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Former State Senator Kent Sorenson facing new criminal charges

Former State Senator Kent Sorenson faces new criminal charges of domestic abuse assault and interference with official acts, KCCI-TV’s Cynthia Fodor reported today. Sorenson resigned his Iowa Senate seat in 2013 and pled guilty to federal crimes last year in connection with illegal payments he received during the 2012 presidential campaign. Prosecutors have agreed to delay sentencing in that case because Sorenson has been cooperating with the federal government on a "larger investigation."

Fodor reported that Sorenson was arrested on July 17 after a fight with his wife, Shawnee Sorenson. She did not call the police; rather, someone called 911 after seeing her walking down the road near their home. Warren County Sheriff Brian Vos said Shawnee Sorenson “had redness around her eye and did admit she had been struck by Mr. Sorenson.” Two sheriff’s deputies then suffered unspecified injuries while arresting the former senator.

Sorenson’s attorney said his client will plead not guilty to the new charges, and that the whole family has been under stress while Sorenson awaits sentencing in the federal case. In a statement to KCCI, published in full on the television station’s website, Shawnee Sorenson said today that she started the fight on Friday after drinking some alcohol, “which I now realize was not the right thing to do.” By her account, her husband grabbed her because she was “throwing things” and “clawed him.” Shawnee Sorenson added that she did not want the police involved and “would not press charges,” because “Kent looked worse than I did.” Nor did she ask for the no-contact order that was filed after the arrest. She is “tired of the media portraying Kent in a negative light. He has done his best to be a good father, husband and provider for our family despite all the pressures he is facing.”

Linh Ta reported for the Des Moines Register that Sorenson “had $2,000 bond posted to avoid jail” and will have a preliminary hearing on the new criminal charges on July 28. He was acquitted on a domestic abuse assault charge in 1994 “when the witness testified that the allegations were false,” Jennifer Jacobs reported for the Des Moines Register in 2010.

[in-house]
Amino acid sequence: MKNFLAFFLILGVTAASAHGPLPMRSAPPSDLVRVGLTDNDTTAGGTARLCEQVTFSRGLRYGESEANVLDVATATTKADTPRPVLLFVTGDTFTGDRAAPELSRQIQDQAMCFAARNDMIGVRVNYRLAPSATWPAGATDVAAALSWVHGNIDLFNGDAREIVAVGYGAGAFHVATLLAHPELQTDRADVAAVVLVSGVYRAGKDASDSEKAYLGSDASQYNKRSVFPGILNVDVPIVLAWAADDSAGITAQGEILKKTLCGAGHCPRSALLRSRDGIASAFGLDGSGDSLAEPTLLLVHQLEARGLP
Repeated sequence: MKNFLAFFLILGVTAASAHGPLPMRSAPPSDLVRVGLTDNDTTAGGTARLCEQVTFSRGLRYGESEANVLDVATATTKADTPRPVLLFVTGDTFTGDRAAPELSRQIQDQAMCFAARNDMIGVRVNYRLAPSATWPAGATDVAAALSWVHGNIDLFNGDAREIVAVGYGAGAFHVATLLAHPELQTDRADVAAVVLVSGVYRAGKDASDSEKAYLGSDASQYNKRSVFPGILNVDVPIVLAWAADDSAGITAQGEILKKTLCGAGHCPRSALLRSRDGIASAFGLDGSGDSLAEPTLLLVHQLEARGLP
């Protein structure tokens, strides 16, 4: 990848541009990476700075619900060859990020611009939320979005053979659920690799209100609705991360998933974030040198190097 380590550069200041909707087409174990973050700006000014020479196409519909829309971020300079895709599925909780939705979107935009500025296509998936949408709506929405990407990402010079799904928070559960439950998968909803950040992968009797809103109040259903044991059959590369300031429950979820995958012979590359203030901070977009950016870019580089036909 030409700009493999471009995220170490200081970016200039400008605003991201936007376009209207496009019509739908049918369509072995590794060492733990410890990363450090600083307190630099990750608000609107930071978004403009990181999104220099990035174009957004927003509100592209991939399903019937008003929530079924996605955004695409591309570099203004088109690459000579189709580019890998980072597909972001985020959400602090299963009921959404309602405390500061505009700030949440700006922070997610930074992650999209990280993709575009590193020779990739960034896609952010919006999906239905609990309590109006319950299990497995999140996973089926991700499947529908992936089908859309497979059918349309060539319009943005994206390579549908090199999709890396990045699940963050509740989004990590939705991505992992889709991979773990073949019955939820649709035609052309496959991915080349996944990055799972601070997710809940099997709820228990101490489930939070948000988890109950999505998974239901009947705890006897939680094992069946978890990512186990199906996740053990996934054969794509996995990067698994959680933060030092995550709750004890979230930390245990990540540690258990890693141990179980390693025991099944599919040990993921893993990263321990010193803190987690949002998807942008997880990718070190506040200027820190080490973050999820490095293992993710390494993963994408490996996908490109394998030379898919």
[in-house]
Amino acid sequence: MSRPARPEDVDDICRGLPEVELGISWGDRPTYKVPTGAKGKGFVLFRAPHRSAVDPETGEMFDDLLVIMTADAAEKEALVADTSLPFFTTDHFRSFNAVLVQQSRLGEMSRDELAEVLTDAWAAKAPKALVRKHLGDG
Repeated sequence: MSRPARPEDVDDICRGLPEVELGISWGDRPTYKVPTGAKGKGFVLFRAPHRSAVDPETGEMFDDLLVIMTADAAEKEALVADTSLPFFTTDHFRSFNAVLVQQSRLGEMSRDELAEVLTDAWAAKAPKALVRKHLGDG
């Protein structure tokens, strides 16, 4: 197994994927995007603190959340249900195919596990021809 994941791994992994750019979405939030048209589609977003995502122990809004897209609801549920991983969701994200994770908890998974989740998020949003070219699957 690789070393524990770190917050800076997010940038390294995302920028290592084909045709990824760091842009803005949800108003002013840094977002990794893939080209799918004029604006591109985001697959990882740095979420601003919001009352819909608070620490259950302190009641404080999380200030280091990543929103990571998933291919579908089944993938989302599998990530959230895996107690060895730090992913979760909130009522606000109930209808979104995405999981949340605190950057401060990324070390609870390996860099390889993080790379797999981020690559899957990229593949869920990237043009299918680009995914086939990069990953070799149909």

Kent Sorenson sentencing delayed as he cooperates with federal investigators

Nearly six months after he pled guilty to receiving hidden payments for endorsing Ron Paul, former State Senator Kent Sorenson still hasn’t been sentenced and won’t be for some time. Jason Noble reported for the Des Moines Register,

In a [February 19] hearing before U.S. District Judge Robert W. Pratt, attorneys for the government and for Sorenson agreed to delay sentencing in the case until April. The reason, Justice Department lead attorney Robert Higdon Jr. said, was that the government was “engaged” and “making progress” on a “larger investigation” into the 2012 presidential race. […]

It is unclear exactly who may be the target of the ongoing investigation, but questions have been raised about top aides in Paul’s 2012 campaign.

Sorenson received shady indirect payments from Michele Bachmann’s presidential campaign for months, but his guilty plea was related to a payment scheme he negotiated with Ron Paul supporters. Russ Choma reported last year for the Open Secrets blog,

Sources say two grand juries are looking into the 2012 campaigns of Rep. Michele Bachmann (R-Minn.), whom Sorenson originally endorsed, and Paul, to whom Sorenson switched his support just days before the Iowa caucuses. A number of individuals confirmed to OpenSecrets Blog that they had been interviewed by FBI agents, the grand juries, or both.

Click through for more speculation on angles federal investigators may be pursuing.